Sunday, November 25, 2012

Knitting for Male Persons

Knitting quote of the day: from "He Shall Thunder in the Sky": "At least I pressed on him a parcel of food and a nice warm knitted scarf, made by my own hands. My friend Helen McIntosh had shown me how to do it, and I found, as she had claimed, that it actually assisted in ratiocination, since the process soon became mechanical and did not require one's attention."

Sometimes I fantasize about what my life would have been like to have had only daughters. In so many ways, raising males presents challenges. I think of how, when James was a toddler, I had to stuff our books into our bookcases so tightly that he couldn't pull them out and destroy them and how Isabel, his little sister, would, at the same age, gently pull them out, slowly examine the pages, and methodically put them back in place. I'm not into gender stereotyping, but experience suggests some broad differences which stretch beyond what mere individual personality differences can account for. Author Elizabeth Peters is spot-on in her characterization of life with a son, especially in her quartet of novels from "Seeing a Large  Cat" through to "He Shall Thunder in the Sky". She has acknowledged that she based her character of Ramses on her own son and his friends. Still, I'm aware that having an all-female family is not necessarily the road to familial bliss, as my close friend, Mary, mother of four young women, has confirmed.
When it comes to knitting for male persons, author/designer Bruce Weinstein has it mostly right. The young man in my life (my son, James) wants knits that will not stand out, but that will make him look cool while keeping him warm. Examples:

                          
                                                           
James does not (fortunately) demand easy-care fibres, having been brought up to understand the proper care of handknits. (I still remember the stunned look on the face of a yarn shop owner when then 4-year-old James pronounced, after looking and feeling a skein of yarn, that it probably contained mohair.) Two days ago he asked me for a new sweater for Christmas. Note that at least he has the sense to ask for this in November. So, now I'm thinking about what direction this design will take. I'm looking at photos I like of men in knits and compiling a little gallery to go over with James, so that I can nail down exactly the characteristics he's looking for. I'm tending to think about something in a gansey style, but in a chunky weight of wool, because James says he wants something thick and warm. In knitting for men, there's always a balance to strike between keeping the style understated and the actual knitting interesting. I'm looking at this book for inspiration, and thinking about using this wool.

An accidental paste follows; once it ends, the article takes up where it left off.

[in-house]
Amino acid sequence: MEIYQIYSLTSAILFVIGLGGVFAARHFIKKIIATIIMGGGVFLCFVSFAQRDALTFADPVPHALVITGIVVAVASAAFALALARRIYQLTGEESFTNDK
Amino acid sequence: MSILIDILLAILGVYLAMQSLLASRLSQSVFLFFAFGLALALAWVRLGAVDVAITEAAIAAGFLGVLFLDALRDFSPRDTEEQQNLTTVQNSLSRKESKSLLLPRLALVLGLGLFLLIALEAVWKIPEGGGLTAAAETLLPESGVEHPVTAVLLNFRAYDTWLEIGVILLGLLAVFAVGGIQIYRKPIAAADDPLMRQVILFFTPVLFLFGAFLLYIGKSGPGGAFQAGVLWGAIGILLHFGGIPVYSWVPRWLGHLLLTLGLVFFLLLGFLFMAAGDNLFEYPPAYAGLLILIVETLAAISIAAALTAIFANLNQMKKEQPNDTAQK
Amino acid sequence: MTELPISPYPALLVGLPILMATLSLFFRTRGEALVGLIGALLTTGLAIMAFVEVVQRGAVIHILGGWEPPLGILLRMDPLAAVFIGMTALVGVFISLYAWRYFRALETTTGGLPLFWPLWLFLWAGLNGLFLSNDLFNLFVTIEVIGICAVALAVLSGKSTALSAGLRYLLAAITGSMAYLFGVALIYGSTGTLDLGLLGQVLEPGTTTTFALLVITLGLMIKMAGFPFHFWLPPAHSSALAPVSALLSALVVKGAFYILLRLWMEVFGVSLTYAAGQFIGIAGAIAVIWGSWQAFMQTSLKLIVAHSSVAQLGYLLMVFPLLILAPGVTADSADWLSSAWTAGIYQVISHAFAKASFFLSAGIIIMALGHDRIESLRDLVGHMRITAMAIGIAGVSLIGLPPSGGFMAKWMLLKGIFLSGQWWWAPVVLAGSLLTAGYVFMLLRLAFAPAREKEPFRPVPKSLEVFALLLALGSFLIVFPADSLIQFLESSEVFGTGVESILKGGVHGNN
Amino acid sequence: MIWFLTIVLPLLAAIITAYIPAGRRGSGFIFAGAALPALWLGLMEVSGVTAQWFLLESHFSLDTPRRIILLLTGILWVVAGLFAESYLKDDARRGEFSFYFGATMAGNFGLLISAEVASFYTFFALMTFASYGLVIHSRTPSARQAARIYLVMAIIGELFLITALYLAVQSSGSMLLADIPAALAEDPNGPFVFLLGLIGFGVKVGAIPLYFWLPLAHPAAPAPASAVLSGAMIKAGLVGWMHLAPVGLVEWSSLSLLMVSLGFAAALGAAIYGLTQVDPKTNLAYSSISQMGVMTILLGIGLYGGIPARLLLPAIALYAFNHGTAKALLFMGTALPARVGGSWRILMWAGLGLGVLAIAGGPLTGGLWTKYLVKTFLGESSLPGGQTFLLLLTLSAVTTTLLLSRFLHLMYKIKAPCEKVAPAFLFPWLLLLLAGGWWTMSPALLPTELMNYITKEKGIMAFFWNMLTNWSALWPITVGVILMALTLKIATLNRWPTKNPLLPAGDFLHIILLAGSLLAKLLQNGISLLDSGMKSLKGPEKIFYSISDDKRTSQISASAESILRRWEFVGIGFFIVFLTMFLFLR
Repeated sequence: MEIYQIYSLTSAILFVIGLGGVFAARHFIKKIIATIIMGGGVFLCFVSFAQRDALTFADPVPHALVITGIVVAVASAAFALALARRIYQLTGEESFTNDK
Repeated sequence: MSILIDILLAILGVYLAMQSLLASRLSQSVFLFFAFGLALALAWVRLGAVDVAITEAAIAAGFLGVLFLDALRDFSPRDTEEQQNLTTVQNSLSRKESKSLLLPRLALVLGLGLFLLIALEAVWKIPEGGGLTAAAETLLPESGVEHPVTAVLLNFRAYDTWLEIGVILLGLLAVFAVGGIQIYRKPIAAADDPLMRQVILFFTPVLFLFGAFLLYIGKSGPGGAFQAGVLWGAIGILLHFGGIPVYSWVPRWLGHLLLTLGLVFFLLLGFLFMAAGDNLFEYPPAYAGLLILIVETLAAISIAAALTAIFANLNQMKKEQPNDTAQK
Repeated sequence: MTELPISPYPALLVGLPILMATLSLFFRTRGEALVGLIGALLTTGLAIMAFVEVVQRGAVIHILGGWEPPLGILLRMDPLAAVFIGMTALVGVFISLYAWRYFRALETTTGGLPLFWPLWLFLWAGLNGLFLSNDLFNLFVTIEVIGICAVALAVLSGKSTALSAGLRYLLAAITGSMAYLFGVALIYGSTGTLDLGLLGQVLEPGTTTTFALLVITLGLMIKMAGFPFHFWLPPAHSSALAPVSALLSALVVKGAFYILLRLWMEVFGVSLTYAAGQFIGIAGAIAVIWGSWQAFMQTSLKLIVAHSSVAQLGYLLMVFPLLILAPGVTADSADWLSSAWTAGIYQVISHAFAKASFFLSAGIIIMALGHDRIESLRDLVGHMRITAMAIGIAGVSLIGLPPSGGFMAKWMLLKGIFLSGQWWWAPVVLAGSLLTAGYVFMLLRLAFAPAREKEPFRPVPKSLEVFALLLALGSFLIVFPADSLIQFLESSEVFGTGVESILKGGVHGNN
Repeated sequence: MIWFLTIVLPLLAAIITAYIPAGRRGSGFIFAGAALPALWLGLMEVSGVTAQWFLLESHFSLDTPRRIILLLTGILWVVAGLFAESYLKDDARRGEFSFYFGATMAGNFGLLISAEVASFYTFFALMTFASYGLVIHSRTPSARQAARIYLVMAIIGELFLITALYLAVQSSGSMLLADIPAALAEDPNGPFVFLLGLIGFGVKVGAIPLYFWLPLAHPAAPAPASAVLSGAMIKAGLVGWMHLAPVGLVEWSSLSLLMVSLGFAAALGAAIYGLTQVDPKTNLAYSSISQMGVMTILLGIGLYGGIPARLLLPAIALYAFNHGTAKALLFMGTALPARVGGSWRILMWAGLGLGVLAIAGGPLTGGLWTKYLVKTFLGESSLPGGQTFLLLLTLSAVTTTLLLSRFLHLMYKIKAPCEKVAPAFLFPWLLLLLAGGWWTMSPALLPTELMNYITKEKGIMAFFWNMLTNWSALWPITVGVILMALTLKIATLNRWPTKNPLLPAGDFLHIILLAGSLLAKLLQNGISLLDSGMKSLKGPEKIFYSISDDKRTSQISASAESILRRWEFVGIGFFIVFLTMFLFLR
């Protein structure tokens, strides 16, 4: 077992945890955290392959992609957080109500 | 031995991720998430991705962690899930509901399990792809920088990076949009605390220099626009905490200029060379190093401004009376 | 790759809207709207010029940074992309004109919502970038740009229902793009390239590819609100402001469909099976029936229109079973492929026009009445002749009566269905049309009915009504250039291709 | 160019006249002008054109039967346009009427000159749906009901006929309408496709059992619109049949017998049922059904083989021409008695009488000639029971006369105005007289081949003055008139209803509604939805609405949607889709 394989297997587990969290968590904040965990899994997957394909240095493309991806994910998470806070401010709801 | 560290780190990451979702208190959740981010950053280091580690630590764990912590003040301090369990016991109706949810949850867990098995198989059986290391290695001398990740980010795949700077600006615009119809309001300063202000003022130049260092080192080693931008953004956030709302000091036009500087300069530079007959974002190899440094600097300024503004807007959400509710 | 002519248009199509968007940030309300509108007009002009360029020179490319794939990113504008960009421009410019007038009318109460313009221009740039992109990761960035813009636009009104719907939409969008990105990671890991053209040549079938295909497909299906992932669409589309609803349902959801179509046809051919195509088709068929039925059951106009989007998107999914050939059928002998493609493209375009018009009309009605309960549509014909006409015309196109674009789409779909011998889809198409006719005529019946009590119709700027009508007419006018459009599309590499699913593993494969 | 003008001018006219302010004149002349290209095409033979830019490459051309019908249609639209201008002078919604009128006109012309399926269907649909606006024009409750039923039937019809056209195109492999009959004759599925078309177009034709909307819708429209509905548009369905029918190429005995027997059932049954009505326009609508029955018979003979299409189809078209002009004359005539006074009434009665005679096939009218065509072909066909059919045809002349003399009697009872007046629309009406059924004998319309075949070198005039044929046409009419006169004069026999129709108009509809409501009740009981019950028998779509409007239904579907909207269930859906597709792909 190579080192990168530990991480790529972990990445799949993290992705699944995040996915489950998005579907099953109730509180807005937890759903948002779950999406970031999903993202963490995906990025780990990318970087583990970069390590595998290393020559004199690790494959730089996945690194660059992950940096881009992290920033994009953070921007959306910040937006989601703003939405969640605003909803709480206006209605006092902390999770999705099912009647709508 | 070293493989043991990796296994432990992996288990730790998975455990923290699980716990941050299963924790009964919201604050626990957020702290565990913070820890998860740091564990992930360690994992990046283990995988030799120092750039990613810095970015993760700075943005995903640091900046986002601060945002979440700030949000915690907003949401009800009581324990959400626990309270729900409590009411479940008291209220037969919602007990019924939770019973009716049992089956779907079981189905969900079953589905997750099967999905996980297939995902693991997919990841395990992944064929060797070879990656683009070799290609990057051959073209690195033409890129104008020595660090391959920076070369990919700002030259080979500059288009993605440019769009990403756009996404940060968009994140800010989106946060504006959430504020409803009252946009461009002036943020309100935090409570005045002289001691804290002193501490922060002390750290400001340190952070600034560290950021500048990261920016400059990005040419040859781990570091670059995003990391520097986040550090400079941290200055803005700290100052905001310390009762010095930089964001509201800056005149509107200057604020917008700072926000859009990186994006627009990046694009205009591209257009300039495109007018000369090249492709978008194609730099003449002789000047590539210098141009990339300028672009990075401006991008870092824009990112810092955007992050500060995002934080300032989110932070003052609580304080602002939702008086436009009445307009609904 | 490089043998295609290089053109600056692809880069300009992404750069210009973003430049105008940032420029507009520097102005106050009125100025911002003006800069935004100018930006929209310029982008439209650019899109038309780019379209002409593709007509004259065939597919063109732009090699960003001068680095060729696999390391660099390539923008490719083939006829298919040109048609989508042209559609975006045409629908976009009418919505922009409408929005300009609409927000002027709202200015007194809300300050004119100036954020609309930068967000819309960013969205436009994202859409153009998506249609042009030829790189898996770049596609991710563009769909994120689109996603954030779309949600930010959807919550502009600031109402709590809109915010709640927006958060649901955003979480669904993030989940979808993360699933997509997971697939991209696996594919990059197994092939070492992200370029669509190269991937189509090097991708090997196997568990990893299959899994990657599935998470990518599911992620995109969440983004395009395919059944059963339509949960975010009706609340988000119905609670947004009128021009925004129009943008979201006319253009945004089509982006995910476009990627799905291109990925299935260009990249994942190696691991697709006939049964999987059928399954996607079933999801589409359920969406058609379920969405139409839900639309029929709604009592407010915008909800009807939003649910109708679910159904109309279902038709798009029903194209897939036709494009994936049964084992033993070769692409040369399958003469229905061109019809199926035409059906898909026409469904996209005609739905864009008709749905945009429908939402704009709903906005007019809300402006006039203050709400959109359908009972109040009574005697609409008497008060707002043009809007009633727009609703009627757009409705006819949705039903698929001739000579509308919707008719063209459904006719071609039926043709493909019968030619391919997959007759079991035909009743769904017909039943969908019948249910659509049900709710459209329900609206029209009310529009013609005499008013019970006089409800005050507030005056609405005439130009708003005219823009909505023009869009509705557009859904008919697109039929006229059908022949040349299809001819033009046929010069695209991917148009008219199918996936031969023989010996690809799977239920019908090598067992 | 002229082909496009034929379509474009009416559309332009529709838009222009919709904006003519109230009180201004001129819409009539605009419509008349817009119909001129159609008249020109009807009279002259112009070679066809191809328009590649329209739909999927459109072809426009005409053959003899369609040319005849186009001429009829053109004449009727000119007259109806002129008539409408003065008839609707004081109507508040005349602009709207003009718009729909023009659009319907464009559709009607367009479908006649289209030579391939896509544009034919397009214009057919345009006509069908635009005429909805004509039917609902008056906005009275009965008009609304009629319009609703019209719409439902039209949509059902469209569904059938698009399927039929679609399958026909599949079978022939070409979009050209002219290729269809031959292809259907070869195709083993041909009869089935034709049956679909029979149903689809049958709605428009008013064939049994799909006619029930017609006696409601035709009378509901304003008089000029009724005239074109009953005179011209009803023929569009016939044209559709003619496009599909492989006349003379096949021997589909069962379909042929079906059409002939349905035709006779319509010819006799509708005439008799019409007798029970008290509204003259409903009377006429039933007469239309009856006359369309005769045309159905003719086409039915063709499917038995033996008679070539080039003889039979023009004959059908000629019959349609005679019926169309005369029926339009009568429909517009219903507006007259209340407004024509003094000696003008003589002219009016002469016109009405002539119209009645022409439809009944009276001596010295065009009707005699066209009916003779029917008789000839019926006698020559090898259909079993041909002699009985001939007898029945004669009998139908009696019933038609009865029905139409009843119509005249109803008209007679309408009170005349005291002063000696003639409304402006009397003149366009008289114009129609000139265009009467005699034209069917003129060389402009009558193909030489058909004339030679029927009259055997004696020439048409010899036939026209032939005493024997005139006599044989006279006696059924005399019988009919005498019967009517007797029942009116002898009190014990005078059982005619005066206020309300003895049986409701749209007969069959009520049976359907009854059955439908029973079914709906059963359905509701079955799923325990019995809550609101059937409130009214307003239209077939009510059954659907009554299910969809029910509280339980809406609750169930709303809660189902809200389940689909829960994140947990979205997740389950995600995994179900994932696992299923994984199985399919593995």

Of course, that colour choice might be up for grabs, since over dinner last night (baked beans over mashed sweet potatoes, accompanied by fennel salad), James informed me that he might actually like a cream-coloured pullover. Quite a shocking revelation--perhaps his fashion sense is maturing, along with everything else!

BTW, for anyone who wants a simple winter salad, very light and refreshing, here's my recipe, such as it is, for the above-mentioned salad.

Fennel and Apple Salad


1 fennel heart, thinly sliced
1 apple, of a crisp, juicy variety such as Granny Smith, Honeycrisp, or Fuji, unpeeled, 
and thinly sliced
¼ c of thinly sliced red onion
1 tbsp olive oil
1 tbsp of lemon juice

Mix the first three ingredients in a large bowl. Use a whisk to emulsify the oil and lemon juice. Toss with fennel, apple and onion. Chill before serving.
If you double it, you'll have enough for lunch the next day; it keeps very well overnight.

4 comments:

  1. Funny, in our house the battle of book protection was the opposite. My son, at age 10 months, held books right way up, carefully turned pages and asked to be read to. He is still very much a reader. My daughter, his younger sister, had no interest in books and was not at all careful with them, though she didn't attack them directly. She still isn't much of a reader, though she has begun to develop a taste for audiobooks.

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    1. I had a little giggle whilst reading that too. My son was always fantastic with books and his toys, and his little sister was always pulling everything out and usually breaking some toy, although not on purpose. I think she was and still is just a more lively person who wants to do everything whilst my son is normally quiet and placid. I quite like the color of the Eco yarn, and I hope you find the color you like. I dont knit for my children anymore as my son has never liked wearing anything knitted at all, and my daughter is now 11 so she doesnt want to.

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    2. Luckily, both our kids became heavy readers. Probably it was because I read to both extensively when they were quite young (I read the complete Lord of the Rings Trilogy over 3 months when they were 6 and 9 years old), but it might simply have been that the only TV we had was a 30-year-old black and white set with no cable!

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  2. You have reminded me that I haven't knit a sweater for my son for a couple of years and he was the only kid who ever asked for one. I might have to jump on the bandwagon.

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